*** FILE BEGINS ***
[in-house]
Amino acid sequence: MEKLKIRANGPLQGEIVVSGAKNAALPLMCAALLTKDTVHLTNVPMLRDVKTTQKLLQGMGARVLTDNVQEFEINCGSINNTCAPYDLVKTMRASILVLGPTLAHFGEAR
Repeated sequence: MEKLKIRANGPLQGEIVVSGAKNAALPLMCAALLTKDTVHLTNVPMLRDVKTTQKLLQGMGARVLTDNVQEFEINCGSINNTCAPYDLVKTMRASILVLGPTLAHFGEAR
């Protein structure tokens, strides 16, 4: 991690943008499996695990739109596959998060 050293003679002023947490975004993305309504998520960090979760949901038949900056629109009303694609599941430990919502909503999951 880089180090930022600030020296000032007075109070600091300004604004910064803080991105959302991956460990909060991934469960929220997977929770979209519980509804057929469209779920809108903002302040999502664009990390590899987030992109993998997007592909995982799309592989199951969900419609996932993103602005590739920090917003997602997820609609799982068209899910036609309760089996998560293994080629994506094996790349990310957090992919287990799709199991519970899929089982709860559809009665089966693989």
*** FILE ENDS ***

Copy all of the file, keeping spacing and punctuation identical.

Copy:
[in-house]
Amino acid sequence: MEKLKIRANGPLQGEIVVSGAKNAALPLMCAALLTKDTVHLTNVPMLRDVKTTQKLLQGMGARVLTDNVQEFEINCGSINNTCAPYDLVKTMRASILVLGPTLAHFGEAR
Repeated sequence: MEKLKIRANGPLQGEIVVSGAKNAALPLMCAALLTKDTVHLTNVPMLRDVKTTQKLLQGMGARVLTDNVQEFEINCGSINNTCAPYDLVKTMRASILVLGPTLAHFGEAR
């Protein structure tokens, strides 16, 4: 991690943008499996695990739109596959998060 050293003679002023947490975004993305309504998520960090979760949901038949900056629109009303694609599941430990919502909503999951 880089180090930022600030020296000032007075109070600091300004604004910064803080991105959302991956460990909060991934469960929220997977929770979209519980509804057929469209779920809108903002302040999502664009990390590899987030992109993998997007592909995982799309592989199951969900419609996932993103602005590739920090917003997602997820609609799982068209899910036609309760089996998560293994080629994506094996790349990310957090992919287990799709199991519970899929089982709860559809009665089966693989």